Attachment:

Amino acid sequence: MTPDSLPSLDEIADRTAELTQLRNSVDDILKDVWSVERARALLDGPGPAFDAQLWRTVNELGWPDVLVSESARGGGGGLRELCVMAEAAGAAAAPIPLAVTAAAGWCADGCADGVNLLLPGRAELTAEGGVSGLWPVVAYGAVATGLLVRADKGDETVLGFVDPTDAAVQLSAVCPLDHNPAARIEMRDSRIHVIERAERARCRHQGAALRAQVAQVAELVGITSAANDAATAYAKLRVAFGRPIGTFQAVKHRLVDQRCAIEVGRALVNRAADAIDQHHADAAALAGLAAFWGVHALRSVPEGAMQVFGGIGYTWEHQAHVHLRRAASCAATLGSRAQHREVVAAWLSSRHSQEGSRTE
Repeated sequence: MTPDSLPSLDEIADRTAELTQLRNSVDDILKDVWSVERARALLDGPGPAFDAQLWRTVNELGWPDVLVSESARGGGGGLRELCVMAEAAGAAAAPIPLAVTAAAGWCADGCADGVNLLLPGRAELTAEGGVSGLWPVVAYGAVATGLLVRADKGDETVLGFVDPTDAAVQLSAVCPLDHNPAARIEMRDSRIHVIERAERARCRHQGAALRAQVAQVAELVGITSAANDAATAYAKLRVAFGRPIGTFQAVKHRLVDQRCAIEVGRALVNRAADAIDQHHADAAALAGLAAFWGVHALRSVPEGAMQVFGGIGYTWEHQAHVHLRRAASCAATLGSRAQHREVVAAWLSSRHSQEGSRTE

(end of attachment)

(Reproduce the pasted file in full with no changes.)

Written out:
Amino acid sequence: MTPDSLPSLDEIADRTAELTQLRNSVDDILKDVWSVERARALLDGPGPAFDAQLWRTVNELGWPDVLVSESARGGGGGLRELCVMAEAAGAAAAPIPLAVTAAAGWCADGCADGVNLLLPGRAELTAEGGVSGLWPVVAYGAVATGLLVRADKGDETVLGFVDPTDAAVQLSAVCPLDHNPAARIEMRDSRIHVIERAERARCRHQGAALRAQVAQVAELVGITSAANDAATAYAKLRVAFGRPIGTFQAVKHRLVDQRCAIEVGRALVNRAADAIDQHHADAAALAGLAAFWGVHALRSVPEGAMQVFGGIGYTWEHQAHVHLRRAASCAATLGSRAQHREVVAAWLSSRHSQEGSRTE
Repeated sequence: MTPDSLPSLDEIADRTAELTQLRNSVDDILKDVWSVERARALLDGPGPAFDAQLWRTVNELGWPDVLVSESARGGGGGLRELCVMAEAAGAAAAPIPLAVTAAAGWCADGCADGVNLLLPGRAELTAEGGVSGLWPVVAYGAVATGLLVRADKGDETVLGFVDPTDAAVQLSAVCPLDHNPAARIEMRDSRIHVIERAERARCRHQGAALRAQVAQVAELVGITSAANDAATAYAKLRVAFGRPIGTFQAVKHRLVDQRCAIEVGRALVNRAADAIDQHHADAAALAGLAAFWGVHALRSVPEGAMQVFGGIGYTWEHQAHVHLRRAASCAATLGSRAQHREVVAAWLSSRHSQEGSRTE